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I have a table like this:

// mytable
+---------+-------------+
|   id    |    ban      |
+---------+-------------+
| int(11) |   BIT(11)   |
+---------+-------------+
| 1       | 01111111000 |
| 2       | 01111111111 |
| 3       | 00000000001 |
+---------+-------------+

As you see, the value of ban column is a binary number (its datatype is BIT(11)). and when I select it, the value is still a binary number, like this:

SELECT ban FROM mytable WHERE id = 1;
-- output: 01111111000 

But when I assign it to a variable, surprisingly the value changes, like this:

SELECT ban INTO @ban FROM mytable WHERE id = 1;
SELECT @ban;
-- output: 1016

Well what happens when I set 01111111000 into @ban? Why it will be changed (1016)?


You know? In reality, each digit (bit) of that 11-bit number (01111111000) refers to something. For example, the second bit determines user's limitation on voting. I mean it the first digit (right to left) is 1, it means the user can vote, if it is 0 it means the user is banned for voting.

Anyway, I don't need to get a decimal like this 1016. I need to assign and keep exactly that 11-bit number to @ban variable. Because I need to check it like this:

IF ( IFNULL((@ban & b'10' > 0), 0) < 1 ) THEN
 -- user can vote
ELSE 
-- user cannot vote
ENDIF;

So there is different action for each digit. That's why I don't want a 10-based number like 1016. I want a bit-based number like this 01111111000 in that variable.

To make it more clear, here is the task of third digit:

IF ( IFNULL((@ban & b'100' > 0), 0) < 1 ) THEN
 -- user can flag
ELSE 
-- user cannot flag
ENDIF;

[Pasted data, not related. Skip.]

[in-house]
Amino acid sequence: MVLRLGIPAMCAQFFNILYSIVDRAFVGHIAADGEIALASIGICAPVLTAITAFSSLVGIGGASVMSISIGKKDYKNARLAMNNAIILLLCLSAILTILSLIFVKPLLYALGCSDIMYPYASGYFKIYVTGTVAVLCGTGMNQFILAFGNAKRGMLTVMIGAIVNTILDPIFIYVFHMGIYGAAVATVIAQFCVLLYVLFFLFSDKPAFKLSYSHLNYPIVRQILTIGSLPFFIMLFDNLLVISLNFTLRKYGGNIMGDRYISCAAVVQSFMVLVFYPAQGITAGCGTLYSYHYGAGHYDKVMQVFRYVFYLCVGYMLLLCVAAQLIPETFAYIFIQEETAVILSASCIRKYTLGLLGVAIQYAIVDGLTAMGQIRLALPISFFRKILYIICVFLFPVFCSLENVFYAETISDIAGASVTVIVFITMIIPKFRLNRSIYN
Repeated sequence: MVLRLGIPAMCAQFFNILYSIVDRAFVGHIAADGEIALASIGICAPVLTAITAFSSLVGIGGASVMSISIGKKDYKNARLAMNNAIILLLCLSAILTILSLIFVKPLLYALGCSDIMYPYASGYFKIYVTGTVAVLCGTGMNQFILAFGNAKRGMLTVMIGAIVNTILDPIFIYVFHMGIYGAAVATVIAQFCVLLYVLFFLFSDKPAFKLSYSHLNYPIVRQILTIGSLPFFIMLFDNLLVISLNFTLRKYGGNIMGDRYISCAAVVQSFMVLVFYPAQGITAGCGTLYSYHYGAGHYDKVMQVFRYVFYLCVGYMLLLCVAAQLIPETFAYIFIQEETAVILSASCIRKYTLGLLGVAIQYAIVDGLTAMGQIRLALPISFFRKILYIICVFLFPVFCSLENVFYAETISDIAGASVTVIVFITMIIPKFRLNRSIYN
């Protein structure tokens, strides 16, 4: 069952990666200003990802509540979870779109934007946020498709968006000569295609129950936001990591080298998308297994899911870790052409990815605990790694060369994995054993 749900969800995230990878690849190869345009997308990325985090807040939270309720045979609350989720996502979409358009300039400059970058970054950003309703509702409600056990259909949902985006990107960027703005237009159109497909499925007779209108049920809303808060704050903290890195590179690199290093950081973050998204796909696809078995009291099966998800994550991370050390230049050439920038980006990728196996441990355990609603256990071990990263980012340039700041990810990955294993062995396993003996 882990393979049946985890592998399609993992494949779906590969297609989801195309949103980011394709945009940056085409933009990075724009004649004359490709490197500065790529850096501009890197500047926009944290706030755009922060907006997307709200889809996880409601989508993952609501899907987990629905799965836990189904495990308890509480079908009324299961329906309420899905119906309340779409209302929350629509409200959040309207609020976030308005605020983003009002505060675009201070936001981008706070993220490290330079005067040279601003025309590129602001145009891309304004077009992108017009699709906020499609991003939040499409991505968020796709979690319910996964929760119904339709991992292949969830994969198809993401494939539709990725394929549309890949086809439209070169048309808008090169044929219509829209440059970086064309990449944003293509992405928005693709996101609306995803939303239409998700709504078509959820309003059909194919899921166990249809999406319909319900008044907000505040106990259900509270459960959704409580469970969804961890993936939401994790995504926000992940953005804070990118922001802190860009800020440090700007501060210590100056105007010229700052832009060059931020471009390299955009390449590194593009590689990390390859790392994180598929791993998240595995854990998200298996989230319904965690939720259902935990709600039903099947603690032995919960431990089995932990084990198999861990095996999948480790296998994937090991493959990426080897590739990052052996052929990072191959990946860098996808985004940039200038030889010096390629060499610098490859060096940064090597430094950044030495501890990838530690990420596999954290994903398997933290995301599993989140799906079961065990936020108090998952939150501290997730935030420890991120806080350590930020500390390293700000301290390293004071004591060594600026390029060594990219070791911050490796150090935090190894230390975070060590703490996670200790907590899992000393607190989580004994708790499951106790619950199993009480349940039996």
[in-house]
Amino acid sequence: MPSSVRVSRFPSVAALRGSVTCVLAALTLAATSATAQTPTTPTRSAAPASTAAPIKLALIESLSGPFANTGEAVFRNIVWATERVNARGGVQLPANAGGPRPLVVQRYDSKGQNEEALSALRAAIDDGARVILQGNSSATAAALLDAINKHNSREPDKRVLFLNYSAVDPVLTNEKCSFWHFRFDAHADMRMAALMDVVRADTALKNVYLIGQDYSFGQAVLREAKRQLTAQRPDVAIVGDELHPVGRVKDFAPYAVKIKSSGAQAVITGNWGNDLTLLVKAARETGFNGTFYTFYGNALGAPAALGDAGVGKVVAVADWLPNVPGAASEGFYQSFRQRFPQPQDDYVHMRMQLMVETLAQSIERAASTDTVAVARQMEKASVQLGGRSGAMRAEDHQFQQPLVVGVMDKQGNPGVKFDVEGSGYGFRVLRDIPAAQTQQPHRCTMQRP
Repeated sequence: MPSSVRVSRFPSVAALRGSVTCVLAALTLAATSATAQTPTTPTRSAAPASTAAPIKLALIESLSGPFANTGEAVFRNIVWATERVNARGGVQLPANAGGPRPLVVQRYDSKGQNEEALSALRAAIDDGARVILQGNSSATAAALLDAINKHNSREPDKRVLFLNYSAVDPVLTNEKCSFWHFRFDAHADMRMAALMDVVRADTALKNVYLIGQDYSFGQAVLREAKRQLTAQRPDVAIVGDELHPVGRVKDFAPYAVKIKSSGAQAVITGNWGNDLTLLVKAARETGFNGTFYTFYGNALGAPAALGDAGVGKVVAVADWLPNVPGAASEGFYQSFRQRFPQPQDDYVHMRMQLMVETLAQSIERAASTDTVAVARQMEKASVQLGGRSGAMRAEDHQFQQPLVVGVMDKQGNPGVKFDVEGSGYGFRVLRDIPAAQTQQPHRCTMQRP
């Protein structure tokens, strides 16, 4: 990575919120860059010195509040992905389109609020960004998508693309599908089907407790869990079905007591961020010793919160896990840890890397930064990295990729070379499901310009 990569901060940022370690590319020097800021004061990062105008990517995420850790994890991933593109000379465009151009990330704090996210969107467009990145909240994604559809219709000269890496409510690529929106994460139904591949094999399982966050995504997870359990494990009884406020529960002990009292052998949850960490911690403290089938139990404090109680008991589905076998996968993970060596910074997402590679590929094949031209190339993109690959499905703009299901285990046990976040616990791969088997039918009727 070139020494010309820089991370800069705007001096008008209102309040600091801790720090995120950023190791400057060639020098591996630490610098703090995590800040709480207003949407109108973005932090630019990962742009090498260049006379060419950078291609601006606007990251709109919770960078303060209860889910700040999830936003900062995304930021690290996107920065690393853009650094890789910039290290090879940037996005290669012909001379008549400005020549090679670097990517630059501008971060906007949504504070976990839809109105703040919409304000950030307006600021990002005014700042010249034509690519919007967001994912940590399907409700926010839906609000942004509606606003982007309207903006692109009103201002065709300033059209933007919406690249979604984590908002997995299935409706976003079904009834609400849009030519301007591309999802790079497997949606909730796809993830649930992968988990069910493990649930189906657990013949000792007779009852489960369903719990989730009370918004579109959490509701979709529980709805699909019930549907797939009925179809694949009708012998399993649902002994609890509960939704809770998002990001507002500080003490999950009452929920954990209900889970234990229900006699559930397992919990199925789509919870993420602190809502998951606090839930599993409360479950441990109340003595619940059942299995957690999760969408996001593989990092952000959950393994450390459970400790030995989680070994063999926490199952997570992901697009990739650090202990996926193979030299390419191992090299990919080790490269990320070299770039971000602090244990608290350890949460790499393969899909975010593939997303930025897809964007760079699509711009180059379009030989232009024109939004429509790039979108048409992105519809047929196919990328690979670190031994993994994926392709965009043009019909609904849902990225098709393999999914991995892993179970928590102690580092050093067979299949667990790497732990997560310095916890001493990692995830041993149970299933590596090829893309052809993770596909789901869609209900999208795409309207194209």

See? the third digit (of that 11-bit number) determines user's flagging ability (limitation).


Ok, in conclusion, how can I assign a bit value to a variable without converting its datatype (which seems converting will be happened automatically, so how can I avoid that)?

4
  • The bitwise operations will still work fine against the integer. Aug 28, 2016 at 22:20
  • (This seems to be a continuation of dba.stackexchange.com/questions/148111/… . Can someone explain things better than I did?)
    – Rick James
    Aug 28, 2016 at 22:40
  • What version of MySQL are you using? What client?
    – Rick James
    Aug 28, 2016 at 23:09
  • @RickJames PHPmyadminand Server version: 5.6.21 - MySQL Community Server (GPL)
    – Martin AJ
    Aug 28, 2016 at 23:52

1 Answer 1

1

Maybe this quote from http://dev.mysql.com/doc/refman/5.6/en/bit-functions.html will help clarify:

Bit functions and operators comprise BIT_COUNT(), BIT_AND(), BIT_OR(), BIT_XOR(), &, |, ^, ~, <<, and >>.

Bit functions and operators require BIGINT (64-bit integer) arguments and return BIGINT values, so they have a maximum range of 64 bits. Arguments of other types (such as the BINARY and VARBINARY binary string types) are converted to BIGINT and truncation might occur.

(The 5.7 man page hints that some future version will extend BIT beyond 64 bits.)

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